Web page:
Protect What You Love Exhibition

Growing up in the Swiss alps I always felt a deep connection to nature and cared about protecting our environment. I am sure my parents were at times annoyed by their teenage daughter giving them lectures about recycling and sustainable living. I didn’t realize though that they took what I said to heart until this summer when my mom told me that to this day she turns off the water in the shower while shampooing her hair. What seems like a small thing to do, she had done for over 30 years because of what her teenage daughter told her. It filled me with hope and it proofed to me that we can all make a difference by changing our own way of living and educating others.

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As a teenager (circa 1990) with handmade environmental activism poster on my wall “Please be nice to mother nature”

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Expansion of environmental activism message to throw pillows. 🙂 (circa 1994) “Please be nice to mother nature”

Over the past couple of years, the environmental crisis has been weighing really heavy on me and I have been working on a series of encaustic paintings about the impact humans have on wildlife.

Our oceans are full of plastics, our forests are on fire, the ice is melting, sea levels are rising and animals are becoming extinct at an unprecedented rate. As average global temperatures rise, the land and all the species that live on it suffer: Heat waves, droughts, hurricanes, and dust storms are growing more intense. The rising temperatures combined with other ways in which we have degraded forests, prairies and shorelines around the world now put food security, human health, and ecosystems at grave risk.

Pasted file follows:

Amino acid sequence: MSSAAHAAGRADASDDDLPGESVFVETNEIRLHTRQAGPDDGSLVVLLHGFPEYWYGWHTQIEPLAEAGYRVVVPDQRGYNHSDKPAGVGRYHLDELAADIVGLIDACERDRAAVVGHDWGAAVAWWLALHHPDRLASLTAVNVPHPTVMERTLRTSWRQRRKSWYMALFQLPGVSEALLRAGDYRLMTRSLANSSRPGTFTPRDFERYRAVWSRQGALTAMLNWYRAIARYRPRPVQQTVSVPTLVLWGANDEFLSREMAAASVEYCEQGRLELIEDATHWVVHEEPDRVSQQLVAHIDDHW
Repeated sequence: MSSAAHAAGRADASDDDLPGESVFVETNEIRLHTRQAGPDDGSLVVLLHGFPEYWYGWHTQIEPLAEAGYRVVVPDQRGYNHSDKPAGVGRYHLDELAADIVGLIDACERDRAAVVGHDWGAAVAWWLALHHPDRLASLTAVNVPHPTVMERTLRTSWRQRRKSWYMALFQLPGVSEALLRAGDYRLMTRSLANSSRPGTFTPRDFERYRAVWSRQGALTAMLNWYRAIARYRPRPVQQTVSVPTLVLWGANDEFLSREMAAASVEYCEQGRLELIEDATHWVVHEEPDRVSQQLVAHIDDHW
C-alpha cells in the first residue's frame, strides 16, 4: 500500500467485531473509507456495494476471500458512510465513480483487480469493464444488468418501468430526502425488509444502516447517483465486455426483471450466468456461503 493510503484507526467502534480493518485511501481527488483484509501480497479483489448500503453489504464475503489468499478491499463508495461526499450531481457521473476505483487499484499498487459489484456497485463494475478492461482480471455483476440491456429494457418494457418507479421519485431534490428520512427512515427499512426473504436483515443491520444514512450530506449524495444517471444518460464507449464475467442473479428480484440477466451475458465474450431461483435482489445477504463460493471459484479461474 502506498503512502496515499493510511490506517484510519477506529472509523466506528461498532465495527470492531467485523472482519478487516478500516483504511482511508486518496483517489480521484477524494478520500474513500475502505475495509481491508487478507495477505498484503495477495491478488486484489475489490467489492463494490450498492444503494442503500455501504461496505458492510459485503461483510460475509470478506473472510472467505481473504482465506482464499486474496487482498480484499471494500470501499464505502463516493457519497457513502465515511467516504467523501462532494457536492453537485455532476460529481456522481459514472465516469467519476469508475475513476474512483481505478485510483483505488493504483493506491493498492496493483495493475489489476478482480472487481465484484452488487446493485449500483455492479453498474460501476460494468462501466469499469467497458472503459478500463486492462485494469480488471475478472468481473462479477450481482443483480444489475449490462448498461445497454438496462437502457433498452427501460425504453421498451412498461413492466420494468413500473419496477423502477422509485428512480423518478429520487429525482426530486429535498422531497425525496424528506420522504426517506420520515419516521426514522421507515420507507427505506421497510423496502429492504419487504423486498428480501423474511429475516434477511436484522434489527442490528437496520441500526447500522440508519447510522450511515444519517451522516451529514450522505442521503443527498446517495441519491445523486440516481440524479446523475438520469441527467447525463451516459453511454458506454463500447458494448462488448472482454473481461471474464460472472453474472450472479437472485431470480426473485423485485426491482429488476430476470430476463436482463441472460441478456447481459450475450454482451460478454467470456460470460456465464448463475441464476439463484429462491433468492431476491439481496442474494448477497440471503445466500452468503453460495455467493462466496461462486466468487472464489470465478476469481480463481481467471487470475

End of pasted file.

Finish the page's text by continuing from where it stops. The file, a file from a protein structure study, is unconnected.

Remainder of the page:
It is becoming urgent that we significantly reduce our emissions, consume less, buy sustainable products, eat less meat and plant trees. Based on a report issued by the UN and the world’s leading climate scientists we have less than a dozen years left for global warming to be kept to a maximum of 1.5C. Anything beyond this will have a significant impact on our lives as we know it. I truly believe that we can turn this around by making an effort. We don’t need to live a perfect zero-waste lifestyle but if enough of us make some changes to how we live the impact will be immense.

Scientists estimate that 150-200 species of plant, insect, bird, and mammal go extinct every 24 hours. This is nearly 1,000 times the “natural” rate and is greater than anything the world has experienced since the vanishing of the dinosaurs. The thought of so much wildlife going extinct is very sad and I want to do everything I can to protect what literally has provided inspiration for my art for the past 30 years.

My hope is that this newest exhibition helps to increase awareness about the negative impact we have on our wildlife and that it provides inspiration to take action to protect our world and its wildlife. Each painting within this series tells the story of a Manitoba animal and one of the reasons why the animal’s survival is increasingly challenged such as deforestation, loss of habitat or global warming. 10% of all sales will be donated to a local organization Prairie Wildlife Rehabilitation Centre (PWRC). Their goal is to rehabilitate injured or orphaned wildlife in Manitoba and to successfully release them back into their natural habitat. I am very impressed with Pulse Gallery for agreeing to donate 10% of any of my sales to this amazing cause. It’s very heartwarming!

From Sept. 1 – Oct. 31 Pulse Gallery at the Johnston terminal at the Forks will be featuring a few of these works and for one night on Friday, Sept. 27 (7-9pm), all works from this series will be on display.  I hope you can join me for a night of art, wine, snacks and feathered friends from Prairie Wildlife Rehabilitation Centre (they are bringing a couple of owls they are currently rehabilitation).

I hope to see you on Sept. 27 from 7-9pm!

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